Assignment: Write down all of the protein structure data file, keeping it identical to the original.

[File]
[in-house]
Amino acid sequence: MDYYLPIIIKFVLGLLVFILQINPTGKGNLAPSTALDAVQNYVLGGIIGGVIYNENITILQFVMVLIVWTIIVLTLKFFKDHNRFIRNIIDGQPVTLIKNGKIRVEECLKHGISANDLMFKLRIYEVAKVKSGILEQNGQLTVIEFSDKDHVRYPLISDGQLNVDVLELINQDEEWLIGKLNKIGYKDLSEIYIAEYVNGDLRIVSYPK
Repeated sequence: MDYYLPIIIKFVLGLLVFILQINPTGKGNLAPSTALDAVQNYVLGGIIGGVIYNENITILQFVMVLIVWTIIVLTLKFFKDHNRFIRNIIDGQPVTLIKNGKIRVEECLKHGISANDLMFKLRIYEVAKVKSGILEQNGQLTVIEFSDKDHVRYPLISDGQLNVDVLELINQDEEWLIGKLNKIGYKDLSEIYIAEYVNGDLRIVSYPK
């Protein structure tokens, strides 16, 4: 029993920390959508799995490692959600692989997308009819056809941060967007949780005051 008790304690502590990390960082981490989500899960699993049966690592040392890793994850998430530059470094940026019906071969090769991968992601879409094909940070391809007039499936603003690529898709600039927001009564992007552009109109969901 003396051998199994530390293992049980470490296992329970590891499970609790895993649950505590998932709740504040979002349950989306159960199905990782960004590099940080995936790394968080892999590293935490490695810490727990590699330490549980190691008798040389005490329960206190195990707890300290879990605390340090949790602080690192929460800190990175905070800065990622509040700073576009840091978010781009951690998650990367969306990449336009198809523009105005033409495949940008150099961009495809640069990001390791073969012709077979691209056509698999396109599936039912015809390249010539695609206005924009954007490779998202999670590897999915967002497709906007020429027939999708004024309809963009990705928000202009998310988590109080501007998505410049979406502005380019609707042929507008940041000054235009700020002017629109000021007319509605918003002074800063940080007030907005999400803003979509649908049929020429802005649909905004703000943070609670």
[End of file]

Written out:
[in-house]
Amino acid sequence: MDYYLPIIIKFVLGLLVFILQINPTGKGNLAPSTALDAVQNYVLGGIIGGVIYNENITILQFVMVLIVWTIIVLTLKFFKDHNRFIRNIIDGQPVTLIKNGKIRVEECLKHGISANDLMFKLRIYEVAKVKSGILEQNGQLTVIEFSDKDHVRYPLISDGQLNVDVLELINQDEEWLIGKLNKIGYKDLSEIYIAEYVNGDLRIVSYPK
Repeated sequence: MDYYLPIIIKFVLGLLVFILQINPTGKGNLAPSTALDAVQNYVLGGIIGGVIYNENITILQFVMVLIVWTIIVLTLKFFKDHNRFIRNIIDGQPVTLIKNGKIRVEECLKHGISANDLMFKLRIYEVAKVKSGILEQNGQLTVIEFSDKDHVRYPLISDGQLNVDVLELINQDEEWLIGKLNKIGYKDLSEIYIAEYVNGDLRIVSYPK
């Protein structure tokens, strides 16, 4: 029993920390959508799995490692959600692989997308009819056809941060967007949780005051 008790304690502590990390960082981490989500899960699993049966690592040392890793994850998430530059470094940026019906071969090769991968992601879409094909940070391809007039499936603003690529898709600039927001009564992007552009109109969901 003396051998199994530390293992049980470490296992329970590891499970609790895993649950505590998932709740504040979002349950989306159960199905990782960004590099940080995936790394968080892999590293935490490695810490727990590699330490549980190691008798040389005490329960206190195990707890300290879990605390340090949790602080690192929460800190990175905070800065990622509040700073576009840091978010781009951690998650990367969306990449336009198809523009105005033409495949940008150099961009495809640069990001390791073969012709077979691209056509698999396109599936039912015809390249010539695609206005924009954007490779998202999670590897999915967002497709906007020429027939999708004024309809963009990705928000202009998310988590109080501007998505410049979406502005380019609707042929507008940041000054235009700020002017629109000021007319509605918003002074800063940080007030907005999400803003979509649908049929020429802005649909905004703000943070609670």